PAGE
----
Syrian Government Allows Aid Delivery to Madaya's Starving Residents

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The Syrian town of Madaya, which has been under siege for six months, will finally receive an aid convoy. Activists say more than 40,000 people in the town are starving to death. Syrian children carry placards as they call for the siege to be lifted in front of the offices of the U.N. headquarters in Beirut, Lebanon, December 26. Jamal Saidi/Reuters

The Syrian government has agreed to allow the United Nations to deliver much-needed aid to Madaya, the besieged western Syrian town where activists say residents are starving to death.

Activists say more than 40,000 people are starving in Madaya, which has been under siege for six months by Syrian government forces and troops belonging to Lebanon's Hezbollah movement. The United Nations Office for the Coordination of Humanitarian Affairs (OCHA) said on Thursday that the Syrian government has granted it access to Madaya, where it is "planning to deliver humanitarian assistance in the coming days."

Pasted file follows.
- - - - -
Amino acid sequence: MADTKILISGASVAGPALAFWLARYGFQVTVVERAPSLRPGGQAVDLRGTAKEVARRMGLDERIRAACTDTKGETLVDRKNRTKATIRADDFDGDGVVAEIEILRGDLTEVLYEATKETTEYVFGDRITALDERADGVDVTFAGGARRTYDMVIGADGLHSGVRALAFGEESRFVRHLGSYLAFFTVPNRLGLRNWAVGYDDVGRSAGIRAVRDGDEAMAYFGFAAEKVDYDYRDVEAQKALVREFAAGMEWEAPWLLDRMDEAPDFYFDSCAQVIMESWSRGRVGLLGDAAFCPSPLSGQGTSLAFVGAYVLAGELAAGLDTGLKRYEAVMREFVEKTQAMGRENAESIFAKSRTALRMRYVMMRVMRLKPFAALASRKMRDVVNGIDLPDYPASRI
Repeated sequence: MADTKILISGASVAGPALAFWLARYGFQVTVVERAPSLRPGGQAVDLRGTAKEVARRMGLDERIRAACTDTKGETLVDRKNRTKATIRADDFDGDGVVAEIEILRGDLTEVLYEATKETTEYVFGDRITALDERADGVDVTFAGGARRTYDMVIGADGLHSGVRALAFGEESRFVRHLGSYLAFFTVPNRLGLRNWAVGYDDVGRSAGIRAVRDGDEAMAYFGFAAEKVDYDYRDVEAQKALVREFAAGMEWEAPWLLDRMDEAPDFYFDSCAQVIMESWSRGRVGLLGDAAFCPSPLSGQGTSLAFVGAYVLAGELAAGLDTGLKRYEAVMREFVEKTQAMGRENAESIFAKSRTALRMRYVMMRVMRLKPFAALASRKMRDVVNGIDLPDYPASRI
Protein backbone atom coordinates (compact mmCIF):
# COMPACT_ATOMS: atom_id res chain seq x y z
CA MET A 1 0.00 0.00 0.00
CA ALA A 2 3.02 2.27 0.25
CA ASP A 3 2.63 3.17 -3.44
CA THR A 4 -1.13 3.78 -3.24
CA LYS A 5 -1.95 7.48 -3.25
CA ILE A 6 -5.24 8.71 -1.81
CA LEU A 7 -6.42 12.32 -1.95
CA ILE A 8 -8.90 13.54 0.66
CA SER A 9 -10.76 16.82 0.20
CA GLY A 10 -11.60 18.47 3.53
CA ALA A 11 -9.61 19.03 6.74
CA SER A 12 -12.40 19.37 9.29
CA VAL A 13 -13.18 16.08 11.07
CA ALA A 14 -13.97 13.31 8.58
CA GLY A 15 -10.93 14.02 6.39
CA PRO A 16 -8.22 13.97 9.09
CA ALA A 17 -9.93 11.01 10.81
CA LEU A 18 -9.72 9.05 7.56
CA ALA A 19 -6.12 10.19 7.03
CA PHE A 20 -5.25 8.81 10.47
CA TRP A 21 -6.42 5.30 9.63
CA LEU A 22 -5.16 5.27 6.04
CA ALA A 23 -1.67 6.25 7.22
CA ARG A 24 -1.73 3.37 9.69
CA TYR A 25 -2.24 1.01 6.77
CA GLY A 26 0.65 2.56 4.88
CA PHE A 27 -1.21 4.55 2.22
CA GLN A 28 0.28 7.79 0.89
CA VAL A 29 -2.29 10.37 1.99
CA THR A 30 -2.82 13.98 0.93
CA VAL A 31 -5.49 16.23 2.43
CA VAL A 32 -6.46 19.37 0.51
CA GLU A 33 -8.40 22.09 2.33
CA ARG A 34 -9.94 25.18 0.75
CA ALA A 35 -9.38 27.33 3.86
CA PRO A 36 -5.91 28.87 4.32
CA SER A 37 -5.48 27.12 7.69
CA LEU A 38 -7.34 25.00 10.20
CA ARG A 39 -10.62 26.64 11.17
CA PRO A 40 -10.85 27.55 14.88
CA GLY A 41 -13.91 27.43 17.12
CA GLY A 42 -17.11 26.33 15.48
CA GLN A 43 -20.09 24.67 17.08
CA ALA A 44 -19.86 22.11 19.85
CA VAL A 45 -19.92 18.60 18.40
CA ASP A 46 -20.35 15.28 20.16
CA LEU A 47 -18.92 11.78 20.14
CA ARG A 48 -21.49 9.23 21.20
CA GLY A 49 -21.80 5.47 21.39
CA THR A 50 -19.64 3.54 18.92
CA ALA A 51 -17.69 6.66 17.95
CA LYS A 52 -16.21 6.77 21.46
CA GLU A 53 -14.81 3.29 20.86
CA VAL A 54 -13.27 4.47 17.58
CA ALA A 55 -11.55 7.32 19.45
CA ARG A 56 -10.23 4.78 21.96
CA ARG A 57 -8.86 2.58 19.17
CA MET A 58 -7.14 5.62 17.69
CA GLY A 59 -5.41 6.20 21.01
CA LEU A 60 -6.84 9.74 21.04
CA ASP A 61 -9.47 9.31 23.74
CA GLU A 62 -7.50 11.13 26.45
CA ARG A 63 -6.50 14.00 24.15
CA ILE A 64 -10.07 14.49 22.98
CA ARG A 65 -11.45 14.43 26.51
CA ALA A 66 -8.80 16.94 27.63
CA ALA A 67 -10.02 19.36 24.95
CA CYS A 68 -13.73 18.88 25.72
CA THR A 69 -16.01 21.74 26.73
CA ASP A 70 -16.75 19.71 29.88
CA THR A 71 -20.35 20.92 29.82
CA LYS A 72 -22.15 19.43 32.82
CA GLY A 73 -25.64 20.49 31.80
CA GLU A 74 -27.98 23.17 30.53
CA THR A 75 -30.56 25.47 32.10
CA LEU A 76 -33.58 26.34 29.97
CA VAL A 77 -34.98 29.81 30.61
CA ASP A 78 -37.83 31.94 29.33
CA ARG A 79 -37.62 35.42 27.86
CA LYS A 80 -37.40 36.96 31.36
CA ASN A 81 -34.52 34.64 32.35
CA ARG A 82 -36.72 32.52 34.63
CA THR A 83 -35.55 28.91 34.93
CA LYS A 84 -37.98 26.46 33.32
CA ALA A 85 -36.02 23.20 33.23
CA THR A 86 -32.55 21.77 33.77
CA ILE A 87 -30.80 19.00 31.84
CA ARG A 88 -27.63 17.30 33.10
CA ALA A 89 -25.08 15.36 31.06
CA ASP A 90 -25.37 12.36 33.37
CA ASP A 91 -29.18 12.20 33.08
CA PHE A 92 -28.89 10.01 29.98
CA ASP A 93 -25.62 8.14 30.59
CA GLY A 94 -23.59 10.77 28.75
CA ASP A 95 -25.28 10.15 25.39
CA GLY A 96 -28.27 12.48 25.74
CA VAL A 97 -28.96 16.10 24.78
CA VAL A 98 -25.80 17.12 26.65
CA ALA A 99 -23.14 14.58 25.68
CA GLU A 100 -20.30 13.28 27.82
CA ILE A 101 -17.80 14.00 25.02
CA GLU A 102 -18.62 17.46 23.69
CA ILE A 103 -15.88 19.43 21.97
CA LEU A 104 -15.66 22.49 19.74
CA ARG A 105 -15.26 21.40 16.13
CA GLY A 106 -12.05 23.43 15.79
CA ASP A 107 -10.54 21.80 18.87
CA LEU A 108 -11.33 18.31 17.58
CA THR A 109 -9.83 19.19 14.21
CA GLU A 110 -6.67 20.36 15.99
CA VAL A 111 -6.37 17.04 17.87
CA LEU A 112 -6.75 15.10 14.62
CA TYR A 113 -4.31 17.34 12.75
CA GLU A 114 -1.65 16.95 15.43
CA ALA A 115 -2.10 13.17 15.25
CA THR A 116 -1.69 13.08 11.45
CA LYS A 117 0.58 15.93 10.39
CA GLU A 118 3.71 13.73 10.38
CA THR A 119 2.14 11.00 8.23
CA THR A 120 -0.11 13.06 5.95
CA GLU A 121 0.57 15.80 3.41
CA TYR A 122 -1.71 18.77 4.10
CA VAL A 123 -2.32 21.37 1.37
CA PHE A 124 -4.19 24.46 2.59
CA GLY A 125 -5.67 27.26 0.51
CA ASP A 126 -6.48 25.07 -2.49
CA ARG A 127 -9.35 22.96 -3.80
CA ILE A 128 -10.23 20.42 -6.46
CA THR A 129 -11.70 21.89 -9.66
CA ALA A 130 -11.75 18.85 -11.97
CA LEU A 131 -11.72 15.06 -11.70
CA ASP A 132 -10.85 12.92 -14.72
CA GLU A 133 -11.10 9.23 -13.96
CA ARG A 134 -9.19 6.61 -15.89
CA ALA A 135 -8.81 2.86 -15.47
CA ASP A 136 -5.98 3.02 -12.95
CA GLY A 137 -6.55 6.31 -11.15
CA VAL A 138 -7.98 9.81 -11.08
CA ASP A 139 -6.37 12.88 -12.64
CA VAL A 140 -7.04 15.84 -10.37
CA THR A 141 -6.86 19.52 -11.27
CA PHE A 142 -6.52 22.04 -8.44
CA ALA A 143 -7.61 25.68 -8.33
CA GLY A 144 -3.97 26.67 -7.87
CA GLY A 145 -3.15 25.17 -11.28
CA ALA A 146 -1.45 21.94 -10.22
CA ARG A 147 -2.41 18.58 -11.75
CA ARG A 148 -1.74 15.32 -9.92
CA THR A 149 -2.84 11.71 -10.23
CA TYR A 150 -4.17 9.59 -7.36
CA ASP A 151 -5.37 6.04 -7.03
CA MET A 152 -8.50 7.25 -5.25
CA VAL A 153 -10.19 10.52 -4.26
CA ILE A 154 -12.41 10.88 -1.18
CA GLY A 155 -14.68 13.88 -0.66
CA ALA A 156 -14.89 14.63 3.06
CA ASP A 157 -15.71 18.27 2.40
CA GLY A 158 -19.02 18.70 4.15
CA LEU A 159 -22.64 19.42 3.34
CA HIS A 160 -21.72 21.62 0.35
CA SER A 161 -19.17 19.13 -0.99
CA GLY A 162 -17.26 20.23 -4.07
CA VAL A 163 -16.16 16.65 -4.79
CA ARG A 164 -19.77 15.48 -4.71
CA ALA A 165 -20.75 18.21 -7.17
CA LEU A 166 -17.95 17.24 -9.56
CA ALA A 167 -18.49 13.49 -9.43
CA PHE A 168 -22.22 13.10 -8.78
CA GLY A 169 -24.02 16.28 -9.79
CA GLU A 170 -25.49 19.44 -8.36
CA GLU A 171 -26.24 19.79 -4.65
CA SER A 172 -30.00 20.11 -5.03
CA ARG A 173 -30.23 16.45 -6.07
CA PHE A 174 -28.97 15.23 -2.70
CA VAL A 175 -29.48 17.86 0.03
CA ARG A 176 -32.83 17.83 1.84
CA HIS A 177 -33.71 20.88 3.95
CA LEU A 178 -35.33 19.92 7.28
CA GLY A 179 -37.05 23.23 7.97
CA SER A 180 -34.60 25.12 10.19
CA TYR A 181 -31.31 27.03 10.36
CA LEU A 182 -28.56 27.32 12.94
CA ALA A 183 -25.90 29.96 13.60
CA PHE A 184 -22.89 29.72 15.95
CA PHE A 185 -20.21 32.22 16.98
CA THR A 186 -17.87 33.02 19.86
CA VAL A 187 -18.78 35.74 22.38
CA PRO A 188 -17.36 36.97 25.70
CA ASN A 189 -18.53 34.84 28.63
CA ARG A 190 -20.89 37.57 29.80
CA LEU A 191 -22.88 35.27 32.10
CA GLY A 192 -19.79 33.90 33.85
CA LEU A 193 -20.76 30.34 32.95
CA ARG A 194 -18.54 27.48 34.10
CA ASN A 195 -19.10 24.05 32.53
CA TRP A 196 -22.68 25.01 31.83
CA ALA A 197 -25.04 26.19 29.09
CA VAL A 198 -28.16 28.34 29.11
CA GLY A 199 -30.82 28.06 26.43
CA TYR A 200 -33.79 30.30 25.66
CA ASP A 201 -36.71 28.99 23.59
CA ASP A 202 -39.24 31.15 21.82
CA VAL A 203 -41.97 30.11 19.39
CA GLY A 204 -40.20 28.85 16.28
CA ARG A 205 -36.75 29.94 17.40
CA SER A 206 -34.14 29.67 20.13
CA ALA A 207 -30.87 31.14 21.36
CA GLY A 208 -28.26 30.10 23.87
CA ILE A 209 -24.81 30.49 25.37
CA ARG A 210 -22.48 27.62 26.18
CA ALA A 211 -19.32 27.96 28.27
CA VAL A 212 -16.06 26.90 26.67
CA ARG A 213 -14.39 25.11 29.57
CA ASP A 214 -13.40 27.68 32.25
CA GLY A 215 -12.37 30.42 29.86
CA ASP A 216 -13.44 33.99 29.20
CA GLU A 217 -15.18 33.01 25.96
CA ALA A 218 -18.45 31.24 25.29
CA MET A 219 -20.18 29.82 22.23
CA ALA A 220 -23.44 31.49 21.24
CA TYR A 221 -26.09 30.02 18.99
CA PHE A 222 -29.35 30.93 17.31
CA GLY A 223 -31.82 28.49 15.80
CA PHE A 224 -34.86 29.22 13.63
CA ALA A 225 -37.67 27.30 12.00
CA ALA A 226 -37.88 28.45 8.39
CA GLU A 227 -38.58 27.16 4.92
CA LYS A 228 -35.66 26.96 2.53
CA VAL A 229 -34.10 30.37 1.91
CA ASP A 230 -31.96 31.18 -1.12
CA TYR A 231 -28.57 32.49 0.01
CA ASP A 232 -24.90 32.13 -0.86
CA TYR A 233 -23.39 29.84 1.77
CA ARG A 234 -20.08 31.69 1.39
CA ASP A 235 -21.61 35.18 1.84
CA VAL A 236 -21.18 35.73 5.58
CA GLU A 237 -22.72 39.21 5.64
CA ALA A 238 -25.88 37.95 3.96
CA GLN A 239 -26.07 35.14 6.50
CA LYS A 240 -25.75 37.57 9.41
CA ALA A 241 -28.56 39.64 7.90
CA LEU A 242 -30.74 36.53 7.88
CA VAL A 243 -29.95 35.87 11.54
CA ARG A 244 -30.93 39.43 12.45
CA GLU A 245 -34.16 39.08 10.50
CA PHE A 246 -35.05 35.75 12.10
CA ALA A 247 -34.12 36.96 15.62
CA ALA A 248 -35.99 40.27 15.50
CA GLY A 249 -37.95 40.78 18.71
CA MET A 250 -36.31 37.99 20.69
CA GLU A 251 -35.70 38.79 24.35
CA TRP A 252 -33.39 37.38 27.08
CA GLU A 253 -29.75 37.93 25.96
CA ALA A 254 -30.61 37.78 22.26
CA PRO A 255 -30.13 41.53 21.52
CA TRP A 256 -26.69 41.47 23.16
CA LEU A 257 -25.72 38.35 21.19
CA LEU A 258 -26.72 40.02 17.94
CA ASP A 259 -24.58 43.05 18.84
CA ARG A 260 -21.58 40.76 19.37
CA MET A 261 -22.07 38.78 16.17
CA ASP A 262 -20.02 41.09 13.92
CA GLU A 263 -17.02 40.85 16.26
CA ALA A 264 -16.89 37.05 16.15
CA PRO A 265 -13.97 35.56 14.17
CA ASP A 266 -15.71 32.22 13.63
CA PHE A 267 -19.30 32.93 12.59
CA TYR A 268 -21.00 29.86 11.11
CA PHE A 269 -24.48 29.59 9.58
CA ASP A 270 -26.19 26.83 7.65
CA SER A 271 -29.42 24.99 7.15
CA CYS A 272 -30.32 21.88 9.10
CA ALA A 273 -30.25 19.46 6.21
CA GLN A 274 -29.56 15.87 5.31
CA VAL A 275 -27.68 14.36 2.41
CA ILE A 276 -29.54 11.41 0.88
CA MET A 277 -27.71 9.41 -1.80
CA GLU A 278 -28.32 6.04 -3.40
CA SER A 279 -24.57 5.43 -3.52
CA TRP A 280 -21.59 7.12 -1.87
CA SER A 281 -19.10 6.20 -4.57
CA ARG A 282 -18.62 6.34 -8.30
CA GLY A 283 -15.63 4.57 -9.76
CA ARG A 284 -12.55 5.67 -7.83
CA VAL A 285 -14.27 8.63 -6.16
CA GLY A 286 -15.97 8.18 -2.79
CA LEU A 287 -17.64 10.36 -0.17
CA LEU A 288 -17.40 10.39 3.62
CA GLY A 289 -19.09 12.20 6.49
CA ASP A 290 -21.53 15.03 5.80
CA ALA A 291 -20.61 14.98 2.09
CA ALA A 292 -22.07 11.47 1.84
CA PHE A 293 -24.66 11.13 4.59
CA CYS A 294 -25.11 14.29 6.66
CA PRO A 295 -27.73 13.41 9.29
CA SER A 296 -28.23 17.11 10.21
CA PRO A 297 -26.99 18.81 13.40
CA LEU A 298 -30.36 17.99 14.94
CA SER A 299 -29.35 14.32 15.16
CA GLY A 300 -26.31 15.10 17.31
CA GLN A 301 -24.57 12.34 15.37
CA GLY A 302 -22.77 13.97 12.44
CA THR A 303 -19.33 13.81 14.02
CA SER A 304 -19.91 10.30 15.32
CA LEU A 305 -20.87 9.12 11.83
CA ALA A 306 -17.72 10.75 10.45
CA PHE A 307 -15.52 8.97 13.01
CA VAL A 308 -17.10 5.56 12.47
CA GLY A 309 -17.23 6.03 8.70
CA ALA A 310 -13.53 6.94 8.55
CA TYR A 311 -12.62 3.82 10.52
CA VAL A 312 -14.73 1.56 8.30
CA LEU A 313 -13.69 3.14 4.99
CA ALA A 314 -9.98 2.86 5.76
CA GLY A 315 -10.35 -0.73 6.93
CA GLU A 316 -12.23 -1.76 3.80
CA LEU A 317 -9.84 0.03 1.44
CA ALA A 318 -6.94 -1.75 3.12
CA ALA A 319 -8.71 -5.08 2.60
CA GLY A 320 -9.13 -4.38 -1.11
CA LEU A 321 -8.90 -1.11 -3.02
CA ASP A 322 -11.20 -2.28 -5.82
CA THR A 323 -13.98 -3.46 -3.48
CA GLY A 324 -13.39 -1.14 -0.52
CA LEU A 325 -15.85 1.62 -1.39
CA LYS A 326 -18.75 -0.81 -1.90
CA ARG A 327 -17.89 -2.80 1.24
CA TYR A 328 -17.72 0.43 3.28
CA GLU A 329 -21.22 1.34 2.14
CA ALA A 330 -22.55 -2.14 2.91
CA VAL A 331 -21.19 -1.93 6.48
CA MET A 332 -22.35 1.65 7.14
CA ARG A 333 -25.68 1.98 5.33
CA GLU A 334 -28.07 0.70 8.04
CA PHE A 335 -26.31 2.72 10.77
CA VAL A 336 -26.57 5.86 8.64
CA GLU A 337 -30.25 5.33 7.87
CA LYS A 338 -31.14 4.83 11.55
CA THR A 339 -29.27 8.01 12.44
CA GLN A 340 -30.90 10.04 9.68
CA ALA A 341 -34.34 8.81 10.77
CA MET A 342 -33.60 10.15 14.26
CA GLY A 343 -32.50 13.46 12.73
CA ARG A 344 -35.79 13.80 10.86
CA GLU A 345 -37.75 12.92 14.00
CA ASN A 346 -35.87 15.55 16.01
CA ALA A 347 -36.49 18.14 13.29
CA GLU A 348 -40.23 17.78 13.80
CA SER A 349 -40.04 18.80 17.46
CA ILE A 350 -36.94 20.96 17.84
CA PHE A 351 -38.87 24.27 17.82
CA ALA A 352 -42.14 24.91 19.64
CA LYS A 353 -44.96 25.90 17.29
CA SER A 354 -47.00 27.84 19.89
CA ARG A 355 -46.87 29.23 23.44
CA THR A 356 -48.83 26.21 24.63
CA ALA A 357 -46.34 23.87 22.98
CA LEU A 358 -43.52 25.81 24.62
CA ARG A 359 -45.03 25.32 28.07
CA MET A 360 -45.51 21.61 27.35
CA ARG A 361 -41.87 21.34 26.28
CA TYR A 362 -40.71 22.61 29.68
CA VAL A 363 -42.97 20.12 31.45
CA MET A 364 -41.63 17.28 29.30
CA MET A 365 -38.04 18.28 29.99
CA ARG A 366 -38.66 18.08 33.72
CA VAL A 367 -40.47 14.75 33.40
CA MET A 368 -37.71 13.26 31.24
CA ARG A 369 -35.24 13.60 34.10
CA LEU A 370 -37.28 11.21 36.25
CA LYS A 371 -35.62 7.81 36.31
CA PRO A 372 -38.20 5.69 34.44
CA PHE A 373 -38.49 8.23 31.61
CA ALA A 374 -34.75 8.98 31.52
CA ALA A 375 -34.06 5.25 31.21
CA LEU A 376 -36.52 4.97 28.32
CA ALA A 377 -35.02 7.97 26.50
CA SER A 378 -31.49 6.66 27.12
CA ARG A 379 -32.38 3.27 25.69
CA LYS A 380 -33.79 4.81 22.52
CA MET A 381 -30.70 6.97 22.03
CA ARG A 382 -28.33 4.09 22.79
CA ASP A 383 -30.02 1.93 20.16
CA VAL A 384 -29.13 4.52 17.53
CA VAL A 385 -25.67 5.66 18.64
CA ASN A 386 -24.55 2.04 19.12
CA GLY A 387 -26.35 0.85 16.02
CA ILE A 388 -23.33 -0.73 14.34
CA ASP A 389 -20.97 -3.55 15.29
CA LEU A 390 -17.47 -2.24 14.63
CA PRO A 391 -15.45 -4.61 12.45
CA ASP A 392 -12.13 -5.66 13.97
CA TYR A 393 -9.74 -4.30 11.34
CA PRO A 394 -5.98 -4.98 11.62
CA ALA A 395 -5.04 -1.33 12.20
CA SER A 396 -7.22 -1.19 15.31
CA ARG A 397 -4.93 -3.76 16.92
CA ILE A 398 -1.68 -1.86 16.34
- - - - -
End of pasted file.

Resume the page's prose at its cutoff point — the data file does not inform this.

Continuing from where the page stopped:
Aid deliveries have been blocked from Madaya since mid-October, meaning no food, medicine or fuel has entered the town, according to Save The Children, an NGO. The organization said there is so little food in Madaya that residents have been forced to eat leaves from trees as well as cats and dogs. Food prices have skyrocketed: According to The Guardian, a kilogram of rice costs around $250 in the town, forcing people to purchase it by the gram.

A statement from OCHA on Thursday said it received "credible reports of people dying from starvation and being killed when trying to leave" Madaya. For example, a 53-year-old man was said to have starved to death on Tuesday, leaving behind a family of five who suffer from severe malnutrition.

Nearly 400,000 people live in 15 hard-to-reach areas that are under siege in Syria, including the rebel-held villages Foah and Kafraya, government-held eastern Ghouta and Daraya and areas in the eastern city of Deir al-Zour, which are besieged by the Islamic State (ISIS) militant group.

The Syrian American Medical Association (SAMS) tweeted disturbing videos and images from Madaya this week showing emaciated children, one of whom says he has not eaten for seven days.

Addressing reporters at a State Department press briefing on Wednesday, spokesman John Kirby called the situation in Madaya "devastating" and "despicable."

"It's yet more proof not just of the brutality of this regime and their lack of legitimacy—Assad's lack of legitimacy—but yet more proof of why it's so important for the Vienna process to move forward," said Kirby. A new round of Syria peace talks is set to take place in Vienna later this month.